Social Security Recipients May Be Eligible For Five Tax Breaks That They May Not Be Aware Of
Social Security Recipients May Be Eligible For Five Tax Breaks That They May Not Be Aware Of: Simply because you began receiving Social Security retirement benefits does not mean that income taxes end. If you receive certain kinds of taxable income in addition to Social Security payments, you may still have to pay federal income taxes on your benefits.
According to the Social Security Administration, taxable income for Social Security recipients includes wages, self-employment income, interest, and dividends. The good news is that, depending on your income, the IRS only taxes individuals on either 50% or 85% of your Social Security benefits.
Visit the SSA’s “Income Taxes And Your Social Security Benefit” website to find out more about the numerous elements that determine Social Security income taxes, including cumulative thresholds for income and what you might be required to pay.
There are some tax advantages you might not be aware of that can lessen your tax burden if you must pay income taxes as a Social Security recipient. Check out five of them right now.
Retirement Account Contributions That Are Tax Deductible
According to the AARP, if you are still paying contributions to an IRA, you may be able to totally or partially deduct these payments from your adjusted gross income (IGA).
Pre-tax contributions to an IRA for Social Security claimants are now allowed up to $7,500 in 2023, up from $7,000 in the previous year. Health savings account (HSA) contributions may also be tax deductible, lowering your taxable income.
Discounts For Businesses And Hobbies
If your income exceeds a specific threshold, you may be required to pay self-employment income tax if you founded a business or engaged in an income-producing hobby in retirement, such as crafting or carpentry.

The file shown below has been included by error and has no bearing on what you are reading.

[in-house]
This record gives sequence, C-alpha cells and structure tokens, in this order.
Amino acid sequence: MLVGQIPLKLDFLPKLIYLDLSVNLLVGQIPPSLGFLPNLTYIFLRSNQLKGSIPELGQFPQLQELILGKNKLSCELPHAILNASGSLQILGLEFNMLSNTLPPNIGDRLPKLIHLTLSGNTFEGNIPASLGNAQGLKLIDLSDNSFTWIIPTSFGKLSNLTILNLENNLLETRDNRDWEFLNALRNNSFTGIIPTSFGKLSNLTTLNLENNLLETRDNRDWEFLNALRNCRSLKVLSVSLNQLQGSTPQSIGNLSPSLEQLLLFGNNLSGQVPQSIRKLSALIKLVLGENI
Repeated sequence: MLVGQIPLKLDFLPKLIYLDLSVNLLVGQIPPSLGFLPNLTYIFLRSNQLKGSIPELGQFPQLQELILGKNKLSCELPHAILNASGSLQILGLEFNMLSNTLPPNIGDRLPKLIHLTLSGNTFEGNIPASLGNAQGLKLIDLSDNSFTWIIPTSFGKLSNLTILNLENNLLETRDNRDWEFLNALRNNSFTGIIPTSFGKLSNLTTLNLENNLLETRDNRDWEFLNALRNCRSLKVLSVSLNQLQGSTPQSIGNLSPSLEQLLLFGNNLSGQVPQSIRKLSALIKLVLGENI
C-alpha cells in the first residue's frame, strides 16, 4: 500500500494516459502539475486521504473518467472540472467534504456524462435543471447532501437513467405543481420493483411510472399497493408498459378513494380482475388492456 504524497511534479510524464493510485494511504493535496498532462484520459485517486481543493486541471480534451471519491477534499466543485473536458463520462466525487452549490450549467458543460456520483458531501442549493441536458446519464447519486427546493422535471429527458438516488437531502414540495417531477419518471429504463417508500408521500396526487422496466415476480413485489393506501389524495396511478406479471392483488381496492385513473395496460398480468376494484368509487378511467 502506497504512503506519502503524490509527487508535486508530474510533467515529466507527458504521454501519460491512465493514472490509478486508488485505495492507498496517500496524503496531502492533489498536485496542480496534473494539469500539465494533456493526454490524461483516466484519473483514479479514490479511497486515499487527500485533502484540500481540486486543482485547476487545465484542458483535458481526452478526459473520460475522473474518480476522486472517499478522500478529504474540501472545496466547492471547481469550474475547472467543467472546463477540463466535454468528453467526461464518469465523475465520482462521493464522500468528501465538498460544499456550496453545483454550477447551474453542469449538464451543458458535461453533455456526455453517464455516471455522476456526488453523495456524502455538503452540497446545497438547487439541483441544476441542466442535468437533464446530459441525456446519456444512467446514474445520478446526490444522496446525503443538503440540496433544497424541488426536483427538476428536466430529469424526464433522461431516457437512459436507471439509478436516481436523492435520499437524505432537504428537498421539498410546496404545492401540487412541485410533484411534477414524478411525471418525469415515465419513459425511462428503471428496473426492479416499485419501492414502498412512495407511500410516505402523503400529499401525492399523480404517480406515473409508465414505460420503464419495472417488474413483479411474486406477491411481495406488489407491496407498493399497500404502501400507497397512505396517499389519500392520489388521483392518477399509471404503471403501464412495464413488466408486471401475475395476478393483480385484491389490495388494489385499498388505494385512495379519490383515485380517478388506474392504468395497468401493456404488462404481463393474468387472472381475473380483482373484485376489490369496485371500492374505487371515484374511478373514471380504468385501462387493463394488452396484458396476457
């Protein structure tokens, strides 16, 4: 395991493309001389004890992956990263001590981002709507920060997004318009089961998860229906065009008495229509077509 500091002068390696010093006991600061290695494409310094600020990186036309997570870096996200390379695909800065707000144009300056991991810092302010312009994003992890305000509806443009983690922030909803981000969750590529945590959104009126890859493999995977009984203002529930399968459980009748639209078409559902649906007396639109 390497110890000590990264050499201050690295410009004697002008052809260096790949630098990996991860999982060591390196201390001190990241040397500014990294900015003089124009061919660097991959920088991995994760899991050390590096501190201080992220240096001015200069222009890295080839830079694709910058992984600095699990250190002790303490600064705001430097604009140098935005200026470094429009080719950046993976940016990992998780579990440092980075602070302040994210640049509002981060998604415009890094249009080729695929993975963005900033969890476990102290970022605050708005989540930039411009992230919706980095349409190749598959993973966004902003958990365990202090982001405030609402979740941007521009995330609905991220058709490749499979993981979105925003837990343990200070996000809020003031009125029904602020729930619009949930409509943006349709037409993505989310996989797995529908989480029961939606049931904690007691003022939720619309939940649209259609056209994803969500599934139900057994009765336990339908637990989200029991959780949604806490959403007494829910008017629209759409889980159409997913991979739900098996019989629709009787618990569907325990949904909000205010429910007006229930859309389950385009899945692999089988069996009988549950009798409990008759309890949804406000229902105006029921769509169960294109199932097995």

However, according to a blog on the website of The Arbor Company, you can deduct part of the costs of your business and may even be eligible for additional deductions if you are over 65. All company expenses, such as advertising, supplies, home office charges, consultant fees, and business education costs, are deductible.
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Minimum Distribution Donations Required
RMDs are distributions from retirement accounts that you are required to make after a certain age. Usually, they’re created near the end of the calendar year. If you are required to take RMDs due to your age, you can avoid having the proceeds included in your taxable income by making a charitable donation by December 31 of each year.
Tim Steffen, director of advanced planning for financial management company Baird, told the AARP that this is an excellent method for someone who is compelled to withdraw funds from an IRA that they do not need.
Just keep in mind that you must transfer the RMD payment from a regular IRA or 401(k) directly from your account to the charity.
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Tax Credit For The Elderly Or Disabled
According to the IRS, tax credits for the elderly or the disabled allow you to pay less federal income tax overall. You must be 65 years of age or older to qualify for the credit, or you must also meet other requirements like retirement or total or permanent disability.
Additionally, you can be eligible if your AGI or the sum of your nontaxable Social Security, pension, annuity, or disability income is below a particular threshold. The credit amount itself varies from $3,750 to $7,500.
Use Gains To Offset Losses
Although no one enjoys losing money on the stock market, there are situations when you can use losses to reduce your tax liability. According to the AARP, if you sell losing investments, you can deduct up to $3,000 in ordinary income and utilize the losses to balance income from capital gains. Tax-loss harvesting is another name for this tactic.
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